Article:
This is some of my best advice. Read it, use it, call/email me if you have questions.

What's the most difficult interview question.... "Tell me about yourself." If you'll follow this simple outline and keep your answer under 30

seconds (preferably 30-45 seconds), you'll hit a home run every time:

  •  Who I am
  •  What I've done
  •  What I want to do
  •  How I can help you

Your objective is not your life story or everything you've ever done. Simple and cogent, and if they're interested, they will ask for more. That's your chance to elaborate.

Return phone and email messages. This may sound like a no-brainer, but I constantly receive emails from physicians expressing their desperate desire to find a non clinical career, but it takes me two weeks to get them to return a phone or email message. If you're genuinely interested in career change, be responsive.

Never turn down anything but an unacceptable job offer. Let me explain, too many clients say, "I'm not sure I want that job, so I don't want to talk with 'them.'" First, you need the practice of talking about your value proposition, second, great differences can exist between job postings and actual jobs, third, jobs descriptions often change based on the candidate pool and the candidate selected. So always stay in the process to the very end. Then you can ask for concessions and decline the opportunity if it's not the right fit..

Have an understandable email address. I won't list some of the email addresses I've seen physicians use because I don't want to embarrass anyone. However, if you think you have a cute or funny email address change it or better yet, get a new address to use just for your job hunt. Acceptable email addresses are first initial, last name, MD/DO; "dr" first or last name @; or your full name if abbreviations aren't available.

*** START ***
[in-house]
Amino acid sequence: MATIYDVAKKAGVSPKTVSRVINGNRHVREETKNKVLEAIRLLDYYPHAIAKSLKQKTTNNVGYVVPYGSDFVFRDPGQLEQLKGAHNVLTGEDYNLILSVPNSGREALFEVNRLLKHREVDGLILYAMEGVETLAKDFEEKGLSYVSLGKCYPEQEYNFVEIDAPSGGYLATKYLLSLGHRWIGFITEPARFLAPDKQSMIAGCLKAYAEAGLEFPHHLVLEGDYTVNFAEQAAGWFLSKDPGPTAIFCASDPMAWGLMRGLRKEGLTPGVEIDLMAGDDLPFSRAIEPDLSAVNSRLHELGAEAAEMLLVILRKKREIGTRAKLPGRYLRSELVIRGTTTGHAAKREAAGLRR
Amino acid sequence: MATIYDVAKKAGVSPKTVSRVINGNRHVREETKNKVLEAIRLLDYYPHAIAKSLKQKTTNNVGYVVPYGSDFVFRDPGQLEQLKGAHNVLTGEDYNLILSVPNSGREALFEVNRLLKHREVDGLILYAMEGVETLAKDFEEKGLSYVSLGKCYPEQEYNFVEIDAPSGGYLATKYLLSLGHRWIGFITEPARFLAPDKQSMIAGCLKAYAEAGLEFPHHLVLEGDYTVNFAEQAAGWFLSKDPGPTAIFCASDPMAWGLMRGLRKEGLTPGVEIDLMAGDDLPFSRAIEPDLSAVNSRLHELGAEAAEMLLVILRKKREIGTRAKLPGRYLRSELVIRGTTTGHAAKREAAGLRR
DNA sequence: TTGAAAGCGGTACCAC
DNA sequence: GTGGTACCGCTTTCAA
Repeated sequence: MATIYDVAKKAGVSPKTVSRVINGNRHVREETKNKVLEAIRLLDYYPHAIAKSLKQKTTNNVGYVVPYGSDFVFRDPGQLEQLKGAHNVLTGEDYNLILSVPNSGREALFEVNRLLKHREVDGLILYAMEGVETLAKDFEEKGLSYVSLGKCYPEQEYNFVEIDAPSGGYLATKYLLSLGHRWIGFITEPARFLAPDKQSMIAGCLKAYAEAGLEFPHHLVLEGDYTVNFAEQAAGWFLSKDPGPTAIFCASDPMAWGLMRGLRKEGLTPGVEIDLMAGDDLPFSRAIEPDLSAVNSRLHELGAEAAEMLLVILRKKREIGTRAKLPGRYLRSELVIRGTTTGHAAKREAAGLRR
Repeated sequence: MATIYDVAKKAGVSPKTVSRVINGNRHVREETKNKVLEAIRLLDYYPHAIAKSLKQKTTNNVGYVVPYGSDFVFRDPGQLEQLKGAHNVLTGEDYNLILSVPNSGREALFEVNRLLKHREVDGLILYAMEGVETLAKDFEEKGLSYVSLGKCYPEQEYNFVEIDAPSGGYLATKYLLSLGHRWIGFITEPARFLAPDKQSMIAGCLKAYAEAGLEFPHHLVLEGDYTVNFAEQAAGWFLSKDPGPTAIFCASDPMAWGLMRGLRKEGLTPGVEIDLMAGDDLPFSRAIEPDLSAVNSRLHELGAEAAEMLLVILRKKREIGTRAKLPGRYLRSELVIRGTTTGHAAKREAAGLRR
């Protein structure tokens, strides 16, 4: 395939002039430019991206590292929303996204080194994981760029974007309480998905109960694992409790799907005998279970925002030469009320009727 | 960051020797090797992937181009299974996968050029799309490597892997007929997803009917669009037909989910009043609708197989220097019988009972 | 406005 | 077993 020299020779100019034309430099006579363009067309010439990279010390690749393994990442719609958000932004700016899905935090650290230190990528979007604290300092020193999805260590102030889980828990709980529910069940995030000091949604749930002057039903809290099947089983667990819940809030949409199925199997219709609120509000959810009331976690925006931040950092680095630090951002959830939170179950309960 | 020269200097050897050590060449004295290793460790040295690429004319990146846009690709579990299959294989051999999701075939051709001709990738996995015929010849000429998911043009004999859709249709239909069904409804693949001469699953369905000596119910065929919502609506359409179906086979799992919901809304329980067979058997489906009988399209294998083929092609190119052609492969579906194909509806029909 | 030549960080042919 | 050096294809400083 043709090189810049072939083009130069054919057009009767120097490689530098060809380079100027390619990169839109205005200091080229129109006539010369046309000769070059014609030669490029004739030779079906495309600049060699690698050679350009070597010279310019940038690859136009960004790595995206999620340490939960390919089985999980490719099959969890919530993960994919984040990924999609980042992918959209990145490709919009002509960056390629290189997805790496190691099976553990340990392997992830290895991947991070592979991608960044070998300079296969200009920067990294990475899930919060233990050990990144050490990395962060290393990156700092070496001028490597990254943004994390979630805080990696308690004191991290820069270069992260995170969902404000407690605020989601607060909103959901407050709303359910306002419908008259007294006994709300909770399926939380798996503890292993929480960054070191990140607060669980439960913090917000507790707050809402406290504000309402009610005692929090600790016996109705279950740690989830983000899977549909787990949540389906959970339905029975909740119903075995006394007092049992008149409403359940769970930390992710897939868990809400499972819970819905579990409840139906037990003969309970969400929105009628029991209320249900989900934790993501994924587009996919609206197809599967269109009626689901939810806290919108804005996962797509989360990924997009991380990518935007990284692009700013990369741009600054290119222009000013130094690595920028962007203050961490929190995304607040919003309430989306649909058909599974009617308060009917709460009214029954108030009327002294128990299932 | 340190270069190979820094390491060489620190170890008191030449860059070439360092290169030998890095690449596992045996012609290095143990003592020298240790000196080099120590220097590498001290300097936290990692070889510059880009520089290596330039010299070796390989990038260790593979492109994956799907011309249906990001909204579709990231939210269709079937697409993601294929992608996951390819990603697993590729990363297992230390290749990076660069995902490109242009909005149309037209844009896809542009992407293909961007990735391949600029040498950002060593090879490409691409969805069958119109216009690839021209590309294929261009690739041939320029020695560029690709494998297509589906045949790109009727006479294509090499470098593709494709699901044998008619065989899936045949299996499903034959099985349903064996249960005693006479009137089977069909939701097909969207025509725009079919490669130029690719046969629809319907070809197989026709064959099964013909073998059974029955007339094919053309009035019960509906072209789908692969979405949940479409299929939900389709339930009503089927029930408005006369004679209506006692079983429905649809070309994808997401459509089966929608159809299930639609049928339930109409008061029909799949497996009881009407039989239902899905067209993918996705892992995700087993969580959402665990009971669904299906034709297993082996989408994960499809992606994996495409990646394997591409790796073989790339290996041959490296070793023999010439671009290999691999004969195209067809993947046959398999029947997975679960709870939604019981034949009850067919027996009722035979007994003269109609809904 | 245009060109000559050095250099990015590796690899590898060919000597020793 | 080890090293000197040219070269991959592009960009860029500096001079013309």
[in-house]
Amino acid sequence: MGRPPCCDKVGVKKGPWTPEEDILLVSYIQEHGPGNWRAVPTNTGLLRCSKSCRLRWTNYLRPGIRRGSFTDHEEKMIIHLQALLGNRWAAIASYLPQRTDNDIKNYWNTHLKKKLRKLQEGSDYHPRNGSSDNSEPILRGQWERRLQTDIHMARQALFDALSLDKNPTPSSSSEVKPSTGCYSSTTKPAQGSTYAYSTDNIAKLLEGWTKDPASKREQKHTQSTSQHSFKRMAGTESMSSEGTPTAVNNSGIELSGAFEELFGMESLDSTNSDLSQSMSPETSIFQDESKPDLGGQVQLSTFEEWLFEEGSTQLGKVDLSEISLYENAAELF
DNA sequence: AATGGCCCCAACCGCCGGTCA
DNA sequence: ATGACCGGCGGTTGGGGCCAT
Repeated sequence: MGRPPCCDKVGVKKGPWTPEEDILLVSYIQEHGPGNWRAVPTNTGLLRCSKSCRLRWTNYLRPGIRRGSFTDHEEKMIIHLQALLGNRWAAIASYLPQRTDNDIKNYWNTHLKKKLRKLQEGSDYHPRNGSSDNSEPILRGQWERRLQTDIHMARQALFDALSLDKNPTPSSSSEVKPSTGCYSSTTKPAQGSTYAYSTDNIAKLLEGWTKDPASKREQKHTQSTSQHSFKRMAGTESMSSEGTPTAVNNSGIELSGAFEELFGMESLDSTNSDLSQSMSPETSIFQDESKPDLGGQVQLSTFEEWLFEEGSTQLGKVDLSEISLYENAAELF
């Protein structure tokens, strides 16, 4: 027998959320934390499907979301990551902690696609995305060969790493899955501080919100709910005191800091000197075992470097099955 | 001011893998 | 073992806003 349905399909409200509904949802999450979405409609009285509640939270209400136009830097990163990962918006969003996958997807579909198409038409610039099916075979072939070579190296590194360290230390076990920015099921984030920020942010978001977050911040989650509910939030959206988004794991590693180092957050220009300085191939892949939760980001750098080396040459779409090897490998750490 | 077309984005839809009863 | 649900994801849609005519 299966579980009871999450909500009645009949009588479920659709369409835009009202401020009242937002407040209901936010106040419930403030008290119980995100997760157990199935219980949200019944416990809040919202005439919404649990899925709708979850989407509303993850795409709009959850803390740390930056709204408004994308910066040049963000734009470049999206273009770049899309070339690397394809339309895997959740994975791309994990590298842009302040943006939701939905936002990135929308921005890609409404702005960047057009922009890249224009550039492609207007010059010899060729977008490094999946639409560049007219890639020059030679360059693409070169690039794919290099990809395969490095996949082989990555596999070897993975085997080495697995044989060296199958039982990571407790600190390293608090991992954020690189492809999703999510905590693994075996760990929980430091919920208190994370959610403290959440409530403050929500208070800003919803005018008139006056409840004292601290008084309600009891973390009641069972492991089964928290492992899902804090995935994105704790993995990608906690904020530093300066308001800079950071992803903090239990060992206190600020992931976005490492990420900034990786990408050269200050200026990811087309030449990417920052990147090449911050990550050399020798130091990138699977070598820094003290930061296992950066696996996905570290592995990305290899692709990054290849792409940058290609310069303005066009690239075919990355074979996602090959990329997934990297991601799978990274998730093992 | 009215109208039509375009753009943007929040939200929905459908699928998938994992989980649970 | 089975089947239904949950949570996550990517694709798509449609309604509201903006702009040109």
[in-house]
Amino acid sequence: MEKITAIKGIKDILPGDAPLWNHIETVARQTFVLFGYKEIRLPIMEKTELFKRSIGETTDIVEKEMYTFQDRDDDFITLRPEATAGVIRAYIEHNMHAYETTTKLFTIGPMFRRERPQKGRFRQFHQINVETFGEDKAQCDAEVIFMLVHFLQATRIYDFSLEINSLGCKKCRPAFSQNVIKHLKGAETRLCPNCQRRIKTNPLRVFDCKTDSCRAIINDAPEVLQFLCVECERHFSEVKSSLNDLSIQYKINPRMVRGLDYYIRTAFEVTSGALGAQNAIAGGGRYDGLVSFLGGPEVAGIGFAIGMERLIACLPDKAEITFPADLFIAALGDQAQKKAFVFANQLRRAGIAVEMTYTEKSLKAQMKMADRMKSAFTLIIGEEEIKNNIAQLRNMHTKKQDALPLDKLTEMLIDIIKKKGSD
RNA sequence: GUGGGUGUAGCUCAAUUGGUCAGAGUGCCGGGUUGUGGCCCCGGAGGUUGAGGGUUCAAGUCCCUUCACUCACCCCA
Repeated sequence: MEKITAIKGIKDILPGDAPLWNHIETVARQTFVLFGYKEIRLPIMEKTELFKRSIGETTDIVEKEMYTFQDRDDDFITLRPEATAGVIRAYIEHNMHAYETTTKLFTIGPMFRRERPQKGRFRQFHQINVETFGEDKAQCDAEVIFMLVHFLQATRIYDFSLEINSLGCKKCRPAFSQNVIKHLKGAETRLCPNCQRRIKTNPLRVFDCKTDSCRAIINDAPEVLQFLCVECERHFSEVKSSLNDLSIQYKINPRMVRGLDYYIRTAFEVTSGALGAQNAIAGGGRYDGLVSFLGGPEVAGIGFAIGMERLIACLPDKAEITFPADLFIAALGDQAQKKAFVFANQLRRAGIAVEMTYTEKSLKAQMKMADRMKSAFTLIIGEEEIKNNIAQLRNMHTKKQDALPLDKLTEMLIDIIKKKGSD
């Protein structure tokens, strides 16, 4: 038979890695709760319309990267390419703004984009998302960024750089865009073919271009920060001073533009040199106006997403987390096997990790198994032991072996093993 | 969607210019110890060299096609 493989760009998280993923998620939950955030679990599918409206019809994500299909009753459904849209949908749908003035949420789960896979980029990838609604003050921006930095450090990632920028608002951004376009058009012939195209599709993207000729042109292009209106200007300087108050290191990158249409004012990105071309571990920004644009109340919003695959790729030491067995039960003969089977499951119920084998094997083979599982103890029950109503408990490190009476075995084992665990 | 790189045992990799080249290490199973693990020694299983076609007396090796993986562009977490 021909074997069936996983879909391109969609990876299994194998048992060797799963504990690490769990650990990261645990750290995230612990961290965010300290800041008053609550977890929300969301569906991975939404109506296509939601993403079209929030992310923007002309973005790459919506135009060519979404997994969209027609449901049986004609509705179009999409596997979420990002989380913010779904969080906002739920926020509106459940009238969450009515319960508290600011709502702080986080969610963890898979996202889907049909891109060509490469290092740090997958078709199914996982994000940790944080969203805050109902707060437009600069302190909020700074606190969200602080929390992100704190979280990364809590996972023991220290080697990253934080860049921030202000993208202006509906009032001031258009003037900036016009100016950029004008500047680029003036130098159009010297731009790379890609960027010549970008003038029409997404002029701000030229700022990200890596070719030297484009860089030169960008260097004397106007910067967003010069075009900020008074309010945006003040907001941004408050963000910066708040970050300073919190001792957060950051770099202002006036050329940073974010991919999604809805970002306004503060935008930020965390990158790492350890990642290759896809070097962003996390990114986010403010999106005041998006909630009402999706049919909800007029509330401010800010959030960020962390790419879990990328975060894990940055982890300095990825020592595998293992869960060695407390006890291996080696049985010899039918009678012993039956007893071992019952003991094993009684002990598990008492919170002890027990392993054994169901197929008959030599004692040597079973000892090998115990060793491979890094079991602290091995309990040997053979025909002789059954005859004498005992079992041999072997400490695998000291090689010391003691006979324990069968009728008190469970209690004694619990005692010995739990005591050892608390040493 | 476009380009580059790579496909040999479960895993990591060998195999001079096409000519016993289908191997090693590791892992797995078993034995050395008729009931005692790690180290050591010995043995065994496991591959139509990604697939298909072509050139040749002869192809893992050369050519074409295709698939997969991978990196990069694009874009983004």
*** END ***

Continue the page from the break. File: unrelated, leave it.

Business-like voice mail message. I've had to listen to university fight songs, Broadway tunes, and seven children give me their names before being able to leave my message. Please don't make me or anyone else do that. "This is doctor LAST NAME, Please leave a message."

The ball is never in "their" court. Similar to being responsive, I too often hear, "I told them to call me back..." Never end a job or network inquiry message, voice, email, snail-mail with anything other than, "I'll contact you..." It's your career change, it's your job to be in control.

CV's versus Resumes. learn the difference

Know what you want to do - even if it's wrong. When asked what they want to do many physicians say simple, "I'll do anything where I can use my knowledge and experience in a positive way." With that "job focus" no one can help you (except me - because that's so often my starting point). It's better to tell someone, "I want to improve quality in an insurance company," or "I'd like to help educate other physicians about new pharma developments," or "I'd like to be involved in making quality and efficacy decisions with a biotech start up." Those areas not only make sense, but they can get the wheels turning for others to offer those, "have you thought of...." comments. So even if what you offer isn't where you end up, it's better to be wrong than to be vague.

Don't think you can rely on recruiters. This isn't a clinical job search, and executive recruiters don't focus on currently practicing physicians to fill nonclinical jobs. That simple.